As parishes adapt to new ways to celebrate rites of initiation, technology is easing the transition, writes Jason Osborne
In the current climate, preparation for the sacraments has been grievously complicated. The Catechetics Council of the Irish Bishops Conference, convened by Bishop Brendan Leahy of Limerick Diocese, identified a gap in the preparation of school children all over the country, and with the help of iCatholic, set about catering to that need.
Bishop Leahy told The Irish Catholic that there was a strong sense that while Confirmation ceremonies were getting underway there was a need to focus on the sacramental preparation that would normally have taken place in the classroom.
“While children have been working away, there was a sense that, when we’d come up to the celebration of the Sacrament of Confirmation, it would be good to provide the children with some material that, as it were, was more immediate preparation for the celebration of the Sacrament,” Bishop Leahy said.
“But first of all, we have to acknowledge that the children had already a preparation done in school. They’d been following the Grow in Love programme since they went back to school last September, so they had September to March. Nevertheless, we thought it would be a good idea because, when the celebration was to come, it probably would be beyond school time and it would be something more linked with the parish,” he said.
The bishop decided to set up a small group of people with the idea of working with Fr Bill Kemmy from iCatholic on three videos to help children prepare.
They looked to RTÉ’s Home School Hub for inspiration as an example of how video learning has become increasingly accessible.
“In part, the school hub series that was very successful on RTÉ, that engaged children during the months since March with various materials for school – that kind of gave us a line; it was something that appealed, given it worked very well for the children during those months.
“We felt something similar, that you would have two teachers and also the priest in this case, engaging with some of the material, but also, engaging in a classroom-dialogue style, with the children themselves and their families. So, as well as being very upbeat and modern in presentation, they also help the children think and they also provide worksheets, so I just think it’s quite interactive as an approach, and I think that’s good,” Bishop Leahy explained.
Put in charge of the vision and direction of the production, Fr Chris O’Donnell pulled together a number of elements in the hope of offering a series of educational value.
Speaking to this paper, he said: “I just had to try as best I could to try and put a few lessons together and then there was others who reviewed the lessons, to make sure, you know, to help get them right.
“I’d to get two people, two teachers who are also actors as well to deliver the lessons and so there was that sort of combination, and then the local school here in Kilmallock happily provided us with the space to film the lessons in. They were very kind to us.”
Fr Chris’s background in education, and his work with Veritas on the Grow in Love programme, made him ideally suited to helm this project.
“I worked in Veritas, in Dublin, for a couple of years on the Grow in Love programme, so I suppose the lessons were shaped by what is normally in that programme, and also by work that others had put into that programme. So, basically, I just had to just see what the children would normally have been covering in the Grow in Love programme and try and shape that into three half-hour lessons.”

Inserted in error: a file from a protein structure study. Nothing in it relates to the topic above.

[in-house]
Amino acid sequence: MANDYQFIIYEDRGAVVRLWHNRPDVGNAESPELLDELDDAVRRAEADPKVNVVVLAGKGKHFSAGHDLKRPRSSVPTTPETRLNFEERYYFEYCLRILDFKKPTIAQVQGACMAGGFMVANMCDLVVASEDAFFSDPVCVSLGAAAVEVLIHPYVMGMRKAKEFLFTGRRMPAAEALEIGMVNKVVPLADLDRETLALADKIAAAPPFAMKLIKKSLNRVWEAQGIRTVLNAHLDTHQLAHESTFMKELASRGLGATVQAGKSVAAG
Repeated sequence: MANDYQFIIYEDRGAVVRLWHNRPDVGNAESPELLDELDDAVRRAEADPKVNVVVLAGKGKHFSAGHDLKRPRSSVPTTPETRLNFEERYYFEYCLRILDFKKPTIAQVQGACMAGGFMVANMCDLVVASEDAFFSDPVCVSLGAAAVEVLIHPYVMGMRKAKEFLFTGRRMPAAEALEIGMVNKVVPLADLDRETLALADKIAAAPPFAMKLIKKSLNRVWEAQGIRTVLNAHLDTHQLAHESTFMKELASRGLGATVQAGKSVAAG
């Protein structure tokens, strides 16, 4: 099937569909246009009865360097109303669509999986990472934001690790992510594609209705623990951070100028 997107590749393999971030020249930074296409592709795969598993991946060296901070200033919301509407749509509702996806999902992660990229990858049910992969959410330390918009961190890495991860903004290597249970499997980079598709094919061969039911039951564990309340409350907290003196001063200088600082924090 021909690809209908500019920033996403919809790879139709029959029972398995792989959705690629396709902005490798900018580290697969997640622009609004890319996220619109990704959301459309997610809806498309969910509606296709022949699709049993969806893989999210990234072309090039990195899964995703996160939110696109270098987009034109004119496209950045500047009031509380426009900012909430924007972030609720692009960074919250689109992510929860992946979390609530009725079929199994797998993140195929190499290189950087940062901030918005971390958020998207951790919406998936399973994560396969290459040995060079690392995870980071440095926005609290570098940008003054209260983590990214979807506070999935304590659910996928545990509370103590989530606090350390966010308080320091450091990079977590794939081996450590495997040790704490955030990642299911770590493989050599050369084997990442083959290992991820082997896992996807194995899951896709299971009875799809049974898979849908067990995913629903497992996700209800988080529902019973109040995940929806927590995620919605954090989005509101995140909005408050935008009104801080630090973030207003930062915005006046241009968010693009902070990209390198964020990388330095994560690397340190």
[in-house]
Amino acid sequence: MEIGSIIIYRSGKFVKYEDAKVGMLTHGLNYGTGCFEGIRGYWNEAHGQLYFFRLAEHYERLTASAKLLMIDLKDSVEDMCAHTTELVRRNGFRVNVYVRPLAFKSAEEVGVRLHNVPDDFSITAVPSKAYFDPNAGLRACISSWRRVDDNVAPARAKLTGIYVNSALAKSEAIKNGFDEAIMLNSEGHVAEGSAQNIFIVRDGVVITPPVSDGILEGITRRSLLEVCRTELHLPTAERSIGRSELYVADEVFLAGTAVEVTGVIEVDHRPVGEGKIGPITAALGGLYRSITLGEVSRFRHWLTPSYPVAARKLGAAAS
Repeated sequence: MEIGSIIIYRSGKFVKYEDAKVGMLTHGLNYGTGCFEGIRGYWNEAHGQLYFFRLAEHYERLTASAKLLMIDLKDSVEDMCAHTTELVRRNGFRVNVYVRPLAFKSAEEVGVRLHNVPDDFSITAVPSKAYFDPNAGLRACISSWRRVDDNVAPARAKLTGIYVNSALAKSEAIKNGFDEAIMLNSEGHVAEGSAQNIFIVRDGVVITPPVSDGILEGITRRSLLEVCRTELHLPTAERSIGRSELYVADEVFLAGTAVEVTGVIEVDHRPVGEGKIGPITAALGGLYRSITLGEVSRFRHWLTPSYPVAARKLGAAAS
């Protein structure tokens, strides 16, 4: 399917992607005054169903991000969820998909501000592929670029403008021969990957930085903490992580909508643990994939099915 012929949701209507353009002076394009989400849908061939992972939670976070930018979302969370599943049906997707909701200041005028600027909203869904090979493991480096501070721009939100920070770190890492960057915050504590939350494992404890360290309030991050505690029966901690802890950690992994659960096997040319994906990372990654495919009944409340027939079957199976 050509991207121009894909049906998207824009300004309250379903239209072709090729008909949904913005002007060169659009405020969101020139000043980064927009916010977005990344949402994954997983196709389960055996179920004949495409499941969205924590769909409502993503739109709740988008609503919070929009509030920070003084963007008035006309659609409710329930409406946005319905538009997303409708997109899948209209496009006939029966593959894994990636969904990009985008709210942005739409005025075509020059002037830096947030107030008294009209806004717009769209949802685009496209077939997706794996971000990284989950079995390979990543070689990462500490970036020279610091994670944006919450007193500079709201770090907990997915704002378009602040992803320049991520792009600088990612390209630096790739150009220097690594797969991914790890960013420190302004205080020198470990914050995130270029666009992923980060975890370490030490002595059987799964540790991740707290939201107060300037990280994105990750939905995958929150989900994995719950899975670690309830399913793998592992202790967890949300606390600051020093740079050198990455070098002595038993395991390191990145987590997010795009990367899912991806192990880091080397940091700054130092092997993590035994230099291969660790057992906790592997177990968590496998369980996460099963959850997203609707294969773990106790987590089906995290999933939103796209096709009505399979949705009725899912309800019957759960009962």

Come Holy Spirit has already received thousands of views on each episode, with individual dioceses playing their part by sharing the link as well”
Not content to produce rote recitals of the textbooks, the Come Holy Spirit series features actresses uniquely suited to convey the topics at hand.
“So, they’re two girls from Limerick, Johanna and Eleanor, and their acting – it’s a major passion, actually. One of them has already been in Fair City, and they’ve both been in various productions. I know Johanna is going to be in a series that’s coming out on Apple TV next year, so acting is in their veins, thank God,” Fr Chris elaborated.
The series has pleased families, with Bishop Leahy sharing the response to this point. “So far, people have said to me they’ve been delighted, including teachers, because some teachers are also actually helping, at this stage, the preparation, and some parents too. They’ve felt that this was something they were really looking for, and this has really helped them. So, I’m delighted with that.”
The feedback Fr Chris has received echoed the same sentiments. “Thankfully, all I wanted us to do was be credible, because obviously you’re worried that you don’t know how any of these things will be received, but I’ve received a lot of positive feedback from people who’ve watched it.”
Come Holy Spirit has already received thousands of views on each episode, with individual dioceses playing their part by sharing the link as well. The success of the series bodes well for the three-part series currently airing, titled Come to the Table of the Lord. This series is directed towards children, and those preparing the children, prepare to celebrate Confession and Holy Communion for the first time.
Asked about whether or not this novel approach will have a role to play in the Church going forward, Fr Chris replied: “I suppose we will see how this goes in the sense that they’re exceptional circumstances that brought this about, but there may be a lesson in it about how we can do things in the future.
“The goal was purely to meet the need, the current need and situation,” he continues, “but as always in life, the learning as we go could be that actually this might be a good way to try and engage with people around Faith and sacraments in the future too.”